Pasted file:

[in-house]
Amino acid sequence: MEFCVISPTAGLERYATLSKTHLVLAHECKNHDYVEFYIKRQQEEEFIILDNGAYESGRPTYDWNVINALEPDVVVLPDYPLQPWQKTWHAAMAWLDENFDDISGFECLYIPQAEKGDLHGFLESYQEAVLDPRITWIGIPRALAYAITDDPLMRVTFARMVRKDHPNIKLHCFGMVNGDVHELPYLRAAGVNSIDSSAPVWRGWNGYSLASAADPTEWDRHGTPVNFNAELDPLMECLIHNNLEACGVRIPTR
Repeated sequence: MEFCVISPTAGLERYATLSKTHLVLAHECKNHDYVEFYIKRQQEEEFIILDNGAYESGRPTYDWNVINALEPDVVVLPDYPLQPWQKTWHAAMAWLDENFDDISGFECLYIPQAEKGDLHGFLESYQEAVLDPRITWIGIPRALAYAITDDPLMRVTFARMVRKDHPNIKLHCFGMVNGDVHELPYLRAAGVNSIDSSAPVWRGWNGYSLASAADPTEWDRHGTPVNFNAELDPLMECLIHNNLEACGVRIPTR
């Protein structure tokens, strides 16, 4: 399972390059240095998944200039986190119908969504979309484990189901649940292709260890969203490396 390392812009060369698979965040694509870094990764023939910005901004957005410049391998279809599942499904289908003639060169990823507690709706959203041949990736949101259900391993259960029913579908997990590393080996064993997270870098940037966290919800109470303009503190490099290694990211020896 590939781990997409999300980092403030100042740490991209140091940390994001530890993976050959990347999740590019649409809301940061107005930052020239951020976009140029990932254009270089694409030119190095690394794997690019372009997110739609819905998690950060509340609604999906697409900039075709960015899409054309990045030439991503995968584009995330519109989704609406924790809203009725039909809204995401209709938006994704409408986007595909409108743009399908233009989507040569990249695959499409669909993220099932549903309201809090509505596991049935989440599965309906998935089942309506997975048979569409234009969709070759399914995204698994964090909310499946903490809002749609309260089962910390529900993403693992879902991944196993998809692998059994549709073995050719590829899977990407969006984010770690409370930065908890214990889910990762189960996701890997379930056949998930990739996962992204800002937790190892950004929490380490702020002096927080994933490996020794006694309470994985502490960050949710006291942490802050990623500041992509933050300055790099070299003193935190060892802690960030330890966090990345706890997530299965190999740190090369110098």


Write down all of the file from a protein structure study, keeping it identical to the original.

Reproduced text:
[in-house]
Amino acid sequence: MEFCVISPTAGLERYATLSKTHLVLAHECKNHDYVEFYIKRQQEEEFIILDNGAYESGRPTYDWNVINALEPDVVVLPDYPLQPWQKTWHAAMAWLDENFDDISGFECLYIPQAEKGDLHGFLESYQEAVLDPRITWIGIPRALAYAITDDPLMRVTFARMVRKDHPNIKLHCFGMVNGDVHELPYLRAAGVNSIDSSAPVWRGWNGYSLASAADPTEWDRHGTPVNFNAELDPLMECLIHNNLEACGVRIPTR
Repeated sequence: MEFCVISPTAGLERYATLSKTHLVLAHECKNHDYVEFYIKRQQEEEFIILDNGAYESGRPTYDWNVINALEPDVVVLPDYPLQPWQKTWHAAMAWLDENFDDISGFECLYIPQAEKGDLHGFLESYQEAVLDPRITWIGIPRALAYAITDDPLMRVTFARMVRKDHPNIKLHCFGMVNGDVHELPYLRAAGVNSIDSSAPVWRGWNGYSLASAADPTEWDRHGTPVNFNAELDPLMECLIHNNLEACGVRIPTR
């Protein structure tokens, strides 16, 4: 399972390059240095998944200039986190119908969504979309484990189901649940292709260890969203490396 390392812009060369698979965040694509870094990764023939910005901004957005410049391998279809599942499904289908003639060169990823507690709706959203041949990736949101259900391993259960029913579908997990590393080996064993997270870098940037966290919800109470303009503190490099290694990211020896 590939781990997409999300980092403030100042740490991209140091940390994001530890993976050959990347999740590019649409809301940061107005930052020239951020976009140029990932254009270089694409030119190095690394794997690019372009997110739609819905998690950060509340609604999906697409900039075709960015899409054309990045030439991503995968584009995330519109989704609406924790809203009725039909809204995401209709938006994704409408986007595909409108743009399908233009989507040569990249695959499409669909993220099932549903309201809090509505596991049935989440599965309906998935089942309506997975048979569409234009969709070759399914995204698994964090909310499946903490809002749609309260089962910390529900993403693992879902991944196993998809692998059994549709073995050719590829899977990407969006984010770690409370930065908890214990889910990762189960996701890997379930056949998930990739996962992204800002937790190892950004929490380490702020002096927080994933490996020794006694309470994985502490960050949710006291942490802050990623500041992509933050300055790099070299003193935190060892802690960030330890966090990345706890997530299965190999740190090369110098």